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238
[History
Cape Colony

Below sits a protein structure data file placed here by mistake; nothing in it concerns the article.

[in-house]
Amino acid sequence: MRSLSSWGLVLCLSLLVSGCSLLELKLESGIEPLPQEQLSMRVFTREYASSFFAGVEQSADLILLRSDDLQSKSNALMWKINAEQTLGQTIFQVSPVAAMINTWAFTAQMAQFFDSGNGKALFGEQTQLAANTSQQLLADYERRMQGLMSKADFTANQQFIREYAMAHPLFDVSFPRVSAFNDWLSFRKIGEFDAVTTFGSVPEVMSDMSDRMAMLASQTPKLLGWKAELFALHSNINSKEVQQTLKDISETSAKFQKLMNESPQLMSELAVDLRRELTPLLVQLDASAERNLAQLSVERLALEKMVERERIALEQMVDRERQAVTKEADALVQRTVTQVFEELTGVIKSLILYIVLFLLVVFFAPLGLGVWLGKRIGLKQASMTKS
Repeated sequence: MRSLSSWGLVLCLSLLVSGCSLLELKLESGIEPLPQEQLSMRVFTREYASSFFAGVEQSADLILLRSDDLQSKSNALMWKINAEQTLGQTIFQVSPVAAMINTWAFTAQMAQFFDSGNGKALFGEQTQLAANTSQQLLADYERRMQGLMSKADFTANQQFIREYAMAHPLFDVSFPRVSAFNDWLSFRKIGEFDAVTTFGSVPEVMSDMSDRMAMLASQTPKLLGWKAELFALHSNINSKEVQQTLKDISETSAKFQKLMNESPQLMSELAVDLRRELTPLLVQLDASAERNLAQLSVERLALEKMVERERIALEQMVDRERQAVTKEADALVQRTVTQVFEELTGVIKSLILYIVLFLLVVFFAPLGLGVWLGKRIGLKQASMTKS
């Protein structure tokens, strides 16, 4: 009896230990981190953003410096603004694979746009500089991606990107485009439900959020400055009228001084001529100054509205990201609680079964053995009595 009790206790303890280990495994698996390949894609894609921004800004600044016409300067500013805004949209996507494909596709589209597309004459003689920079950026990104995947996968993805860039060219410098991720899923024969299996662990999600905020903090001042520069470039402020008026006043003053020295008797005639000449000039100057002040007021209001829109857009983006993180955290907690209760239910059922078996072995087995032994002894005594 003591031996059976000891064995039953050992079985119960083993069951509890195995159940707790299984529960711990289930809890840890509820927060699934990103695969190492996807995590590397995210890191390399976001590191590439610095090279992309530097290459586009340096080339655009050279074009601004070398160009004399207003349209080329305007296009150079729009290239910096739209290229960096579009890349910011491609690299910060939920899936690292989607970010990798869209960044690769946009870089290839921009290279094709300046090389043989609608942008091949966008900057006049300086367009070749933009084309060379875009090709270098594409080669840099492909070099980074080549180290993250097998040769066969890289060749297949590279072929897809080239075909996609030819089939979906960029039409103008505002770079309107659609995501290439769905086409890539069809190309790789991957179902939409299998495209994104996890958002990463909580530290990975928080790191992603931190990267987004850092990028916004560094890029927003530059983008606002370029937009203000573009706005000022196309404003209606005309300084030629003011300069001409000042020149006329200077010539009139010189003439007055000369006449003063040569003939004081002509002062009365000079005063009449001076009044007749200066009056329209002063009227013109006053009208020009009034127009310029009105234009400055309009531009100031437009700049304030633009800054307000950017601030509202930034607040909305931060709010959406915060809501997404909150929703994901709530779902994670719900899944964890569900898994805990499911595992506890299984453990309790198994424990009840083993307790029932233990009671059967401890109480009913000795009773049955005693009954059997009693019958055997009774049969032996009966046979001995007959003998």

year, Holland having fallen under the revolutionary government of France, a British force under General Sir James Craig was sent to Cape Town to secure the colony for the prince of Orange—a refugee in England—against the French. The governor of Cape Town at first refused to obey the instructions from the prince, but on the British proceeding to take forcible possession he capitulated.[1] His action was hastened by the fact that the Hottentots, deserting their former masters, fiocked to the British standard. The burghers of Graaff Reinet did not surrender until a force had been sent against them, while in 1799 and again in 1801 they rose in revolt. In February 1803, as a result of the peace of Amiens, the colony was handed over to the Batavian Republic, which introduced many needful reforms, as had the British during their eight years' rule. (One of the first acts of General Craig had been to abolish torture in the administration of justice.) War having again broken out, a British force was once more sent to the Cape. After an engagement (Jan. 1806) on the shores of Table Bay the Dutch garrison of Cape Castle surrendered to the British under Sir David Baird, and in 1814 the colony was ceded outright by Holland to the British crown. At that time the colony extended to the line of mountains guarding the vast central plateau, then called Bushmansland, and had an area of about 120,000 sq. m. and a population of some 60,000, of whom 27,000 were whites, 17,000 free Hottentots and the rest slaves. These slaves were mostly imported negroes and Malays. Their introduction was the chief cause leading the white settlers to despise manual labour.